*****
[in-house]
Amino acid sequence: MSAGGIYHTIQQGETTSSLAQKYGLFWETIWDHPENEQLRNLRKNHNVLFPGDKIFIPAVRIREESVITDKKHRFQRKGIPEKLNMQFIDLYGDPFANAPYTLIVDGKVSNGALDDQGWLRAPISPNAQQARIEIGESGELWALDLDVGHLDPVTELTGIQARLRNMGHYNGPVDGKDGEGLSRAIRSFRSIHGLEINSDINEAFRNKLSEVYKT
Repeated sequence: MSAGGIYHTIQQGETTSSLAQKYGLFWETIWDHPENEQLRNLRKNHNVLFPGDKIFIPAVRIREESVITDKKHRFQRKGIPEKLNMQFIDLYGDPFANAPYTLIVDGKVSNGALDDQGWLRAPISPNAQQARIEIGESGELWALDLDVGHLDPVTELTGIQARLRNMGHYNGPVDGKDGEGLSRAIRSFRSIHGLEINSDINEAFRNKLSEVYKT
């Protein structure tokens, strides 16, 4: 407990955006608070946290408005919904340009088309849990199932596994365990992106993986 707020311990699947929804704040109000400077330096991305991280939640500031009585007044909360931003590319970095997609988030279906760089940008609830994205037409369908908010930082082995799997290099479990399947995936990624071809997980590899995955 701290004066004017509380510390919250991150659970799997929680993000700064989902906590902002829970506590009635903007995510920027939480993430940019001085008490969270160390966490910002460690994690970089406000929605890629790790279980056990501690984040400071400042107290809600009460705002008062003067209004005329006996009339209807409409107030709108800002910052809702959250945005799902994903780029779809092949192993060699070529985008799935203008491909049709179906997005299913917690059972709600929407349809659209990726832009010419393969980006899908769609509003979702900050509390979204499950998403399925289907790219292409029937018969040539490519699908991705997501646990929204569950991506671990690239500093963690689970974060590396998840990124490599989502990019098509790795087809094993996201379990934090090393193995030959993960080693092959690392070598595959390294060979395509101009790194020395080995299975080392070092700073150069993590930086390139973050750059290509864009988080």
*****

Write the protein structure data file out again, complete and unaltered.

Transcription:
[in-house]
Amino acid sequence: MSAGGIYHTIQQGETTSSLAQKYGLFWETIWDHPENEQLRNLRKNHNVLFPGDKIFIPAVRIREESVITDKKHRFQRKGIPEKLNMQFIDLYGDPFANAPYTLIVDGKVSNGALDDQGWLRAPISPNAQQARIEIGESGELWALDLDVGHLDPVTELTGIQARLRNMGHYNGPVDGKDGEGLSRAIRSFRSIHGLEINSDINEAFRNKLSEVYKT
Repeated sequence: MSAGGIYHTIQQGETTSSLAQKYGLFWETIWDHPENEQLRNLRKNHNVLFPGDKIFIPAVRIREESVITDKKHRFQRKGIPEKLNMQFIDLYGDPFANAPYTLIVDGKVSNGALDDQGWLRAPISPNAQQARIEIGESGELWALDLDVGHLDPVTELTGIQARLRNMGHYNGPVDGKDGEGLSRAIRSFRSIHGLEINSDINEAFRNKLSEVYKT
């Protein structure tokens, strides 16, 4: 407990955006608070946290408005919904340009088309849990199932596994365990992106993986 707020311990699947929804704040109000400077330096991305991280939640500031009585007044909360931003590319970095997609988030279906760089940008609830994205037409369908908010930082082995799997290099479990399947995936990624071809997980590899995955 701290004066004017509380510390919250991150659970799997929680993000700064989902906590902002829970506590009635903007995510920027939480993430940019001085008490969270160390966490910002460690994690970089406000929605890629790790279980056990501690984040400071400042107290809600009460705002008062003067209004005329006996009339209807409409107030709108800002910052809702959250945005799902994903780029779809092949192993060699070529985008799935203008491909049709179906997005299913917690059972709600929407349809659209990726832009010419393969980006899908769609509003979702900050509390979204499950998403399925289907790219292409029937018969040539490519699908991705997501646990929204569950991506671990690239500093963690689970974060590396998840990124490599989502990019098509790795087809094993996201379990934090090393193995030959993960080693092959690392070598595959390294060979395509101009790194020395080995299975080392070092700073150069993590930086390139973050750059290509864009988080």